A team of researchers from the University of Colorado at Boulder has photographed invisible gaseous contaminants evaporating into the air after flushing the toilet. Using high-powered lasers, the scientists illuminated toilets spewing invisible aerosol plumes into the air each time the toilet is flushed.
Led by Professor John Crimaldi, a professor of civil, environmental, and architectural engineering, the research team found that toxic germs are released into indoor environments when toilets are flushed. They stated that the invisible microbes shot into the air after flushing the loo constitute a health hazard for people in the room and the entire building.
It is the first time researchers have used high-powered bright-green lasers and cameras to record how aerosol plumes are ejected upwards in toilets. From images and videos of the experiments, particles of germs in airborne droplets rise at speeds of 6.6 feet per second to get to 4.9 feet above the toilet in 8 seconds. The large droplets settle on surfaces and the tiny ones remain suspended in the air for several minutes.
Given that the virus that causes COVID-19 has been found in human waste, the particles rising into the air from flushed toilets also contain bacteria that cause E. coli and C. difficile. The gaseous microbes from the toilet also contain noroviruses and adenoviruses, health experts said. The researchers disclosed that the airborne organisms in the toilet can still remain in the toilet bowl after using and flushing the bowl several times, increasing the risks of exposure to diseases.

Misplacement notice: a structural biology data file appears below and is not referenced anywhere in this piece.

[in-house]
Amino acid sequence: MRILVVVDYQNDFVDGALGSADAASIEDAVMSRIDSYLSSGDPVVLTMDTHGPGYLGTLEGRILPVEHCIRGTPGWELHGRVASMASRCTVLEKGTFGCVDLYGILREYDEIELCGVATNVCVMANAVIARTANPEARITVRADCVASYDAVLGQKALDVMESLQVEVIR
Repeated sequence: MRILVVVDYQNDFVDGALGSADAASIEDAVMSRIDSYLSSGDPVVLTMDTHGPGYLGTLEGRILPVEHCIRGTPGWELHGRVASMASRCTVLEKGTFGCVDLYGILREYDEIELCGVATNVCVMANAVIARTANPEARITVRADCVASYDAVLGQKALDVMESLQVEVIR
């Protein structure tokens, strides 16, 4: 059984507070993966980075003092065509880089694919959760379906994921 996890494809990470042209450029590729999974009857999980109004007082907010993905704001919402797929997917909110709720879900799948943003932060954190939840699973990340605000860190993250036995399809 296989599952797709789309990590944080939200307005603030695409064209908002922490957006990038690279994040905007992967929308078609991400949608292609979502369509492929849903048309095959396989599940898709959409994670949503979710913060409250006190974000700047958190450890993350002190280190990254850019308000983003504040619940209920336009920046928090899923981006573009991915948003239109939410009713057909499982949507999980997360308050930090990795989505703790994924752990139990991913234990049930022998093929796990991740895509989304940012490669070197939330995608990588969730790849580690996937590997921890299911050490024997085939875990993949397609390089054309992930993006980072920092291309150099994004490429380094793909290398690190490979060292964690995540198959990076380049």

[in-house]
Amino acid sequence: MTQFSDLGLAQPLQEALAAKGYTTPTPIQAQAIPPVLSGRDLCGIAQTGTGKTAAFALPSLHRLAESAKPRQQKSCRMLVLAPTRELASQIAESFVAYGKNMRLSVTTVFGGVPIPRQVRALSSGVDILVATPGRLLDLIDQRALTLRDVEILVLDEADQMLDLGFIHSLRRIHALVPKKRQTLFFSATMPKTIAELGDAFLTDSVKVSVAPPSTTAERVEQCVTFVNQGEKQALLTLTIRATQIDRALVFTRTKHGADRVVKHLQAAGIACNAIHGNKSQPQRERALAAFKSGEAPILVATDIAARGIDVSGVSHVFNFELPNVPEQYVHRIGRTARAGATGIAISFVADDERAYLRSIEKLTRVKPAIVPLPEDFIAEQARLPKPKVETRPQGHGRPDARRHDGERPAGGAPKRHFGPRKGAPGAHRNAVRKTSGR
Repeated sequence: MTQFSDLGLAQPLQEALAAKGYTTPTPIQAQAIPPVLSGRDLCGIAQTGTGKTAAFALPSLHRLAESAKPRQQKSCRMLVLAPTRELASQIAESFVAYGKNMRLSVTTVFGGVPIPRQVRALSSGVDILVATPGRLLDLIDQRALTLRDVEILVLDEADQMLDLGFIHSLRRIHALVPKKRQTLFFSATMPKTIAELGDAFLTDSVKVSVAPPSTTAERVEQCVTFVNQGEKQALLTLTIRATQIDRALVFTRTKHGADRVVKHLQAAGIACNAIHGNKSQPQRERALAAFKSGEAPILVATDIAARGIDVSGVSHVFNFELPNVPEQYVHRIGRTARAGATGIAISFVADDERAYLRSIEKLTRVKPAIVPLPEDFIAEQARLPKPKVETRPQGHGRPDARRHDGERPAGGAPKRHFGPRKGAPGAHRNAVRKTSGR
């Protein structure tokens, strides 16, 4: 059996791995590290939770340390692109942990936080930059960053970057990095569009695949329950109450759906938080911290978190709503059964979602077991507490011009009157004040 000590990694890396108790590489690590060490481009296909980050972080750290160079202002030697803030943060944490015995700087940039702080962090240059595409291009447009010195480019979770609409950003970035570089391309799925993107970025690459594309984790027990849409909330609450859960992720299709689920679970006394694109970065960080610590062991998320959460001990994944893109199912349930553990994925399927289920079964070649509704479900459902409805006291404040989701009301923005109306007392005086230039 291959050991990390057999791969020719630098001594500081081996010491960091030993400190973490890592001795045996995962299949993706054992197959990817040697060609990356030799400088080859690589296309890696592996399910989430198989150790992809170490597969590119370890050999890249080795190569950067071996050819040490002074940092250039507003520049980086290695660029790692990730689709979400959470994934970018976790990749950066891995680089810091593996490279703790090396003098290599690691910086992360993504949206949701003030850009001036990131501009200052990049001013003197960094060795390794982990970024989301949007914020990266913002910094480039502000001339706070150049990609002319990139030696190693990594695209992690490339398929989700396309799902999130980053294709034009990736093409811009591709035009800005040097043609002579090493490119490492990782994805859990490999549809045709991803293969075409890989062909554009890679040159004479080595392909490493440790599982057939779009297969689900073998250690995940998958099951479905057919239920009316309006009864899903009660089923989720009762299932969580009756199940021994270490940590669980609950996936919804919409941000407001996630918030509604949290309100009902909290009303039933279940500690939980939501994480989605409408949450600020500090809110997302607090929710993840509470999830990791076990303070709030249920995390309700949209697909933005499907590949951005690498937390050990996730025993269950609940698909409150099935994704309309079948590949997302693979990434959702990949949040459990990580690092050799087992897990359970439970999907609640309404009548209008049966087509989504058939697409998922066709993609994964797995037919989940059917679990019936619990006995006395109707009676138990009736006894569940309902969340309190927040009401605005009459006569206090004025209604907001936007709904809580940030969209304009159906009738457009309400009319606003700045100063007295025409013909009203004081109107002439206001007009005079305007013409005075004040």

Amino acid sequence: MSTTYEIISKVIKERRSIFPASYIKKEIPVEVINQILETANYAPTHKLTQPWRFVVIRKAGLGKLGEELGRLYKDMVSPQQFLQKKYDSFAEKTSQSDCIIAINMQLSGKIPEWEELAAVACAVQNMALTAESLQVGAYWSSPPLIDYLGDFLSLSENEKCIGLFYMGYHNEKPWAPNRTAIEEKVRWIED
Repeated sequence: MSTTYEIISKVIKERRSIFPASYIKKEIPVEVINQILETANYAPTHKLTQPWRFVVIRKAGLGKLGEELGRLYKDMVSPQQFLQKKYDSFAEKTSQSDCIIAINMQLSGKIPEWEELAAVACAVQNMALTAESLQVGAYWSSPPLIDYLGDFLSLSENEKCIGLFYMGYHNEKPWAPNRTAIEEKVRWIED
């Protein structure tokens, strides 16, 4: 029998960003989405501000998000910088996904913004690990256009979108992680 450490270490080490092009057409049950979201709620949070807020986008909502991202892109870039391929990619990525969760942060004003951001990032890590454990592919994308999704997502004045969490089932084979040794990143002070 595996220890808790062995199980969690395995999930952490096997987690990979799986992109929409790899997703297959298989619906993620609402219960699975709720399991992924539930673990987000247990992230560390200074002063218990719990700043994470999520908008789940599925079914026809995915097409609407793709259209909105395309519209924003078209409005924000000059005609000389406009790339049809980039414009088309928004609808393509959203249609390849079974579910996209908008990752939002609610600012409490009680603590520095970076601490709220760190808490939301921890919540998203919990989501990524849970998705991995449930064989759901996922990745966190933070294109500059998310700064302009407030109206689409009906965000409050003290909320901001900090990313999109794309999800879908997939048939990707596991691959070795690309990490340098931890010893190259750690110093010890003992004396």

“People have known toilets emit aerosols, but they haven’t been able to see them,” Crimaldi said. “We show this thing is a much more energetic and rapidly spreading plume than even the people who knew about this understanding. If it’s something you can’t see, it’s easy to pretend it doesn’t exist. By making dramatic visual images of this process, our study can play an important role in public health messaging.”
The scientists used two powerful lasers and two high-resolution cameras for the study. One of the lasers revealed the locations of the airborne plumes after the toilet was flushed, and the second laser sent pulses of light to measure the speed and direction of the plumes as they evaporated upward following a flush. The cameras took images and videos of the entire process for computer analysis.
Crimaldi said the gaseous particles float to the ceiling of the toilet space before resting on the toilet walls. But in many cases, they also spread outside the toilet into living rooms or bedrooms and any living space closest to the loo. The research team discovered that since tinier particles remain floating in the air for longer periods of time, people can inhale them and then experience health implications from the germs they contain.
The study was published in the journal Scientific Reports.